I’d like to tell a story of how God’s been working in Nicaragua this year. It reminds me of the story of Paul and Barnabas on their missionary journeys and the struggles they faced, even with each other. Personally watching this story unfold in Nicaragua this summer has inspired me and touched me deeply.
Some people guess that the population of Pochocuape, Nicaragua, is about 2,000 people, but it’s hard to find out because extended families live in these 1 and 2-room houses that are scattered deep into the forest and underbrush. Pochocuape is a very poor rural mountaintop village on the outskirts of the capital city of Managua, Nicaragua. Although it’s 30 minutes distance by car, it’s world’s apart from the busy city life of Managua. Some people who live in Pochocuape have never gone down the mountain into the city.
My husband Dock and I serve on the Ginger Creek Global missions team. We just returned from 5 months in Managua. Much of our time there was spent with Pastor Jorge and his wife Monica and the Iglesia Gran Familia of Pochocuape — the Big Family Church. Jorge and Monica are missionaries in the real sense of the word. They were born and raised in the city of Leon to the north of Managua. Six years ago and shortly after marrying, they moved from city life to this very different and poor rural culture to minister among the people. Through a string of difficult ministry situations, God has been teaching them about reconciliation, restoration of relationships and endurance and longsuffering. God has for some reason kept them on a learning track about his desire to heal brokenness, broken hearts and broken relationships — broken relationships with God and with each other. Their ministry has focused this year on bringing healing to relationships in this small community because historically, Pochocuape is comprised of four major family clans. These clans have increasingly been at odds with each other..to the point that gang activity has started to infiltrate the community. And these family feuds and disagreements eek over into church relationships, proving that the fallen aspects of human nature is the same worldwide.
This summer, 11 of the church leaders committed to an intensive, 8-month self-diagnosis study called La Iglesia Saludable (or The Healthy Church) led by Nicaraguan Director Henry Cruz of the Nehemiah Center. In July and in the middle of this study on how God might want their church family to serve him and each other better, one family in the community, not in the church, had a sudden and difficult situation happen. Their 12-year old daughter developed a heart condition and had to have open heart surgery. The surgery was successful and Selenia was sent home to recuperate. She tearfully testified to her family and community of how God had been so gracious to her. She was grateful to God and wanted her life to be a testimony to others of God’s love and grace. Shortly after coming home from the hospital, her heart stopped and she was rushed back to the hospital. They revived her, but the long trip down the mountain and to the hospital had deprived her brain of oxygen, so brain inflammation and other complications started setting in. Today, after all these months, Selenia is still in Intensive Care and has been put on life-support.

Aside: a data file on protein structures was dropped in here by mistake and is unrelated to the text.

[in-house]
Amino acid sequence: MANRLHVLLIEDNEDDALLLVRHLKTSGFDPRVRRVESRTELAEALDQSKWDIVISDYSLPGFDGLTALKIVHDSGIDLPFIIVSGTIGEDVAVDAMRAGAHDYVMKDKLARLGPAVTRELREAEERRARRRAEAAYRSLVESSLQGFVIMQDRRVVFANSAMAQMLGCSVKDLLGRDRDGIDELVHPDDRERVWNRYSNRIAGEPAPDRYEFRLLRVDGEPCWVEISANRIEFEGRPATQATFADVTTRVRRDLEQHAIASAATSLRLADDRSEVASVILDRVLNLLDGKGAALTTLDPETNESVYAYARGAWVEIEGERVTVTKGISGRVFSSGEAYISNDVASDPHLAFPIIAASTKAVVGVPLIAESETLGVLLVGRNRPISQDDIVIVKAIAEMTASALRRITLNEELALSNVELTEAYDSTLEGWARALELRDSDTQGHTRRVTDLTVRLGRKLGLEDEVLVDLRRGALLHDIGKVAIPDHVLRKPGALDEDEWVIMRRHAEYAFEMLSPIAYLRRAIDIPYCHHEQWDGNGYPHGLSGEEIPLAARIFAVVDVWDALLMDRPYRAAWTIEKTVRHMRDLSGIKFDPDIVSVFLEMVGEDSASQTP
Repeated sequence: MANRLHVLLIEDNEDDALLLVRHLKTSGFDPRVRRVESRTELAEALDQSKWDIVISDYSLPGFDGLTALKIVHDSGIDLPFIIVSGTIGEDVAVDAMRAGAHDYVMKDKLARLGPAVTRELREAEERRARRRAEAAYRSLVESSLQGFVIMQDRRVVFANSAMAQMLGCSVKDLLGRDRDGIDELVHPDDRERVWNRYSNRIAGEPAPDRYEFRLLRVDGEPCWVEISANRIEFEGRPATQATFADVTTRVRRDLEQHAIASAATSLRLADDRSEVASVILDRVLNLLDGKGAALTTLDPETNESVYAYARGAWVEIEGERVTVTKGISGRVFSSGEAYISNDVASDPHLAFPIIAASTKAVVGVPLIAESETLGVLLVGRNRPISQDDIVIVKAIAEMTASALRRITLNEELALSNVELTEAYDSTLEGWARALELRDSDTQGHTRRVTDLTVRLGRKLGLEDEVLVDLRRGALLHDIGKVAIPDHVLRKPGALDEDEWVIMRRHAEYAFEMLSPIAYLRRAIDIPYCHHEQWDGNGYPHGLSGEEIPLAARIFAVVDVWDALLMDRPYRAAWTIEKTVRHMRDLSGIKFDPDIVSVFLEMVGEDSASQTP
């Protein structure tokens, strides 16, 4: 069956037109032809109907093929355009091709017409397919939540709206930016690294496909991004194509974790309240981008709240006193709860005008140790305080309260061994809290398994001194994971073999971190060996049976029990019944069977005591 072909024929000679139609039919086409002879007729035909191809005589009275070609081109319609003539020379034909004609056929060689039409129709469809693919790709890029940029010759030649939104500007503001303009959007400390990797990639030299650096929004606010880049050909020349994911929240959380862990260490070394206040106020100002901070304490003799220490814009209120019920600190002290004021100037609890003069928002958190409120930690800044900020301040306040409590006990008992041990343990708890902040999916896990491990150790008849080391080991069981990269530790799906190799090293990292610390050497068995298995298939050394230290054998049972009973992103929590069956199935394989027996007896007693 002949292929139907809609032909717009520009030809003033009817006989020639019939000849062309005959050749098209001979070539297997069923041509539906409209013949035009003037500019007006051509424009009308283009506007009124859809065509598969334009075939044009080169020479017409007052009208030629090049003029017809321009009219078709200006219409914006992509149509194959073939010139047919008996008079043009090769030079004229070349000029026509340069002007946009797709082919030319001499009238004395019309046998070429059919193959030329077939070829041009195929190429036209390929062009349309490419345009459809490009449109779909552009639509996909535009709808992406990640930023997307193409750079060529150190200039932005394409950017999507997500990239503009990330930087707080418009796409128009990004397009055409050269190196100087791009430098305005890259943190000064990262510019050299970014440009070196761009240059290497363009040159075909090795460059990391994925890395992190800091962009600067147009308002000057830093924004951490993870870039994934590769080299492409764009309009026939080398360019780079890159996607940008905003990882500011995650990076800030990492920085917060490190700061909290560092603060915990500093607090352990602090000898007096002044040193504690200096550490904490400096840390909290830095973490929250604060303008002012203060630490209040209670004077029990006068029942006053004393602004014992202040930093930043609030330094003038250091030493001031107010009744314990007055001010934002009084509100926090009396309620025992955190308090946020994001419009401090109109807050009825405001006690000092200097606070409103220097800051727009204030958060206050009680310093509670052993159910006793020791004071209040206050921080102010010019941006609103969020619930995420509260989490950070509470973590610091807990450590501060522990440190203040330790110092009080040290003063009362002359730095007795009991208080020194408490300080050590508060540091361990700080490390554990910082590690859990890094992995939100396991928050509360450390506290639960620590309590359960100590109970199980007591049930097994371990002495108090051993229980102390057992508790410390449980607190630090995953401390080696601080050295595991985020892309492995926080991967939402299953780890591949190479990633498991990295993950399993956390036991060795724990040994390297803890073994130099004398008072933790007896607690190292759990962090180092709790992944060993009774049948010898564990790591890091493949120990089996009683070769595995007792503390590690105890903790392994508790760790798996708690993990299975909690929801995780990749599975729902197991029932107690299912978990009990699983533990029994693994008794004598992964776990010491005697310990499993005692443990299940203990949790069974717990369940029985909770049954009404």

Over the years, one family from the Pochocuape church had experienced offense and broken relationship with others in Selenia’s family so there was a rift in relationships and lots of hard feelings. Relationships were very strained. As the summer went along, Monica led the women of the church in coming around Selenia’s family and helping in practical ways and with prayer and encouragement. One day recently, this one family from the church approached Selenia’s family at the hospital and asked for forgiveness for their part in the broken relationships between the two families. God works in mysterious ways to bring about healing. And sometimes the healing we ask for physically becomes healing spiritually. So you could say that Selenia’s prayer was answered. She wanted her life and experience to be a testimony for God’s glory. It has been a beautiful beginning for much healing among God’s people. Because of the insurmountable expenses to this very poor family, the church recently walked through the community and received an offering to help with expenses. In a community where the average household income might reach $4 per day, they raised and unbelievable $50 for the family in just a short time.
The hospital does not want anyone other than family to be in Selenia’s room, but in October and despite the hospital’s wishes, Selenia’s mom asked Dock to pray with Selenia. During the prayer for God’s love to surround and care for Selenia, and although she could not speak, Selenia’s body language and the monitors she is hooked up to indicated definite signs of her awareness of that moment. The Big Family Church of Pochocuape is committed to continue walking with Selenia’s family through their journey with emotional and prayer support. For them, it’s an ongoing part of God’s story of healing, forgiveness and restoration.
¡Dios reina y toda la gloria es Suya!